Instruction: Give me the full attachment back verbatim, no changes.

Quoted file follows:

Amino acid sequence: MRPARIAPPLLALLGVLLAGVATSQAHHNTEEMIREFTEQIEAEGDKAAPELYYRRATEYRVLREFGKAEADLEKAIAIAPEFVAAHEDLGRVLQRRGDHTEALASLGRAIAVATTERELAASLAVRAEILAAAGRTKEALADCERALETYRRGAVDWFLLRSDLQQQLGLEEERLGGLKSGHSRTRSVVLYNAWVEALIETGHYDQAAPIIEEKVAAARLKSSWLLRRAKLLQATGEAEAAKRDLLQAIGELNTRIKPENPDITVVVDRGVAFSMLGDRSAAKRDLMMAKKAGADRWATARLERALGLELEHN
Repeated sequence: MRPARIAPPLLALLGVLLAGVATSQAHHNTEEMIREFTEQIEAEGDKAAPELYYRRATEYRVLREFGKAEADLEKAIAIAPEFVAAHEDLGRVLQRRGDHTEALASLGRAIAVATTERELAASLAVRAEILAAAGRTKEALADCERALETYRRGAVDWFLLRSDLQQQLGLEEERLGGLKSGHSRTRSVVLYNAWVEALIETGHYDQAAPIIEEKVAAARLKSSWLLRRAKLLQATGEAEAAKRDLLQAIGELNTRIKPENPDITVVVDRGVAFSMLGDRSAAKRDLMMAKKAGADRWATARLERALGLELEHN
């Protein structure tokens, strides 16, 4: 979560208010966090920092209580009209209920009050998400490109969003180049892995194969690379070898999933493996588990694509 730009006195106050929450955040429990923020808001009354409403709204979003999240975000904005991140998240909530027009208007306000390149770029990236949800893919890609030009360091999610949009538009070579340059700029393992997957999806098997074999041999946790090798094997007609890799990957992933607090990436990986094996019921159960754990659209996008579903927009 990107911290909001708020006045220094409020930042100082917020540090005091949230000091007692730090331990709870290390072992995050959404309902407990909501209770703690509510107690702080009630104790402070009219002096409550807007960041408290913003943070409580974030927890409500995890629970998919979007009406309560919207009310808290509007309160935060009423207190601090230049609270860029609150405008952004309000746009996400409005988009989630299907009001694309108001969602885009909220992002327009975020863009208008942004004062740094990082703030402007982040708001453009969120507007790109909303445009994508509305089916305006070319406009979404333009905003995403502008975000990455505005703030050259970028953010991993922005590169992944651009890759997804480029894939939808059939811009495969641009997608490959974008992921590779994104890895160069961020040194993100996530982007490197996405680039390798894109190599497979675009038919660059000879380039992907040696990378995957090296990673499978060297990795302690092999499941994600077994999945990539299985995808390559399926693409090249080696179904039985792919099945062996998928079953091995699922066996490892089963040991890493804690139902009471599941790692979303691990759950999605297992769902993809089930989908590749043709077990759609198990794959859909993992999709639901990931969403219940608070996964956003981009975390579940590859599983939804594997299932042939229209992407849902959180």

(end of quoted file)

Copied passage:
Amino acid sequence: MRPARIAPPLLALLGVLLAGVATSQAHHNTEEMIREFTEQIEAEGDKAAPELYYRRATEYRVLREFGKAEADLEKAIAIAPEFVAAHEDLGRVLQRRGDHTEALASLGRAIAVATTERELAASLAVRAEILAAAGRTKEALADCERALETYRRGAVDWFLLRSDLQQQLGLEEERLGGLKSGHSRTRSVVLYNAWVEALIETGHYDQAAPIIEEKVAAARLKSSWLLRRAKLLQATGEAEAAKRDLLQAIGELNTRIKPENPDITVVVDRGVAFSMLGDRSAAKRDLMMAKKAGADRWATARLERALGLELEHN
Repeated sequence: MRPARIAPPLLALLGVLLAGVATSQAHHNTEEMIREFTEQIEAEGDKAAPELYYRRATEYRVLREFGKAEADLEKAIAIAPEFVAAHEDLGRVLQRRGDHTEALASLGRAIAVATTERELAASLAVRAEILAAAGRTKEALADCERALETYRRGAVDWFLLRSDLQQQLGLEEERLGGLKSGHSRTRSVVLYNAWVEALIETGHYDQAAPIIEEKVAAARLKSSWLLRRAKLLQATGEAEAAKRDLLQAIGELNTRIKPENPDITVVVDRGVAFSMLGDRSAAKRDLMMAKKAGADRWATARLERALGLELEHN
């Protein structure tokens, strides 16, 4: 979560208010966090920092209580009209209920009050998400490109969003180049892995194969690379070898999933493996588990694509 730009006195106050929450955040429990923020808001009354409403709204979003999240975000904005991140998240909530027009208007306000390149770029990236949800893919890609030009360091999610949009538009070579340059700029393992997957999806098997074999041999946790090798094997007609890799990957992933607090990436990986094996019921159960754990659209996008579903927009 990107911290909001708020006045220094409020930042100082917020540090005091949230000091007692730090331990709870290390072992995050959404309902407990909501209770703690509510107690702080009630104790402070009219002096409550807007960041408290913003943070409580974030927890409500995890629970998919979007009406309560919207009310808290509007309160935060009423207190601090230049609270860029609150405008952004309000746009996400409005988009989630299907009001694309108001969602885009909220992002327009975020863009208008942004004062740094990082703030402007982040708001453009969120507007790109909303445009994508509305089916305006070319406009979404333009905003995403502008975000990455505005703030050259970028953010991993922005590169992944651009890759997804480029894939939808059939811009495969641009997608490959974008992921590779994104890895160069961020040194993100996530982007490197996405680039390798894109190599497979675009038919660059000879380039992907040696990378995957090296990673499978060297990795302690092999499941994600077994999945990539299985995808390559399926693409090249080696179904039985792919099945062996998928079953091995699922066996490892089963040991890493804690139902009471599941790692979303691990759950999605297992769902993809089930989908590749043709077990759609198990794959859909993992999709639901990931969403219940608070996964956003981009975390579940590859599983939804594997299932042939229209992407849902959180």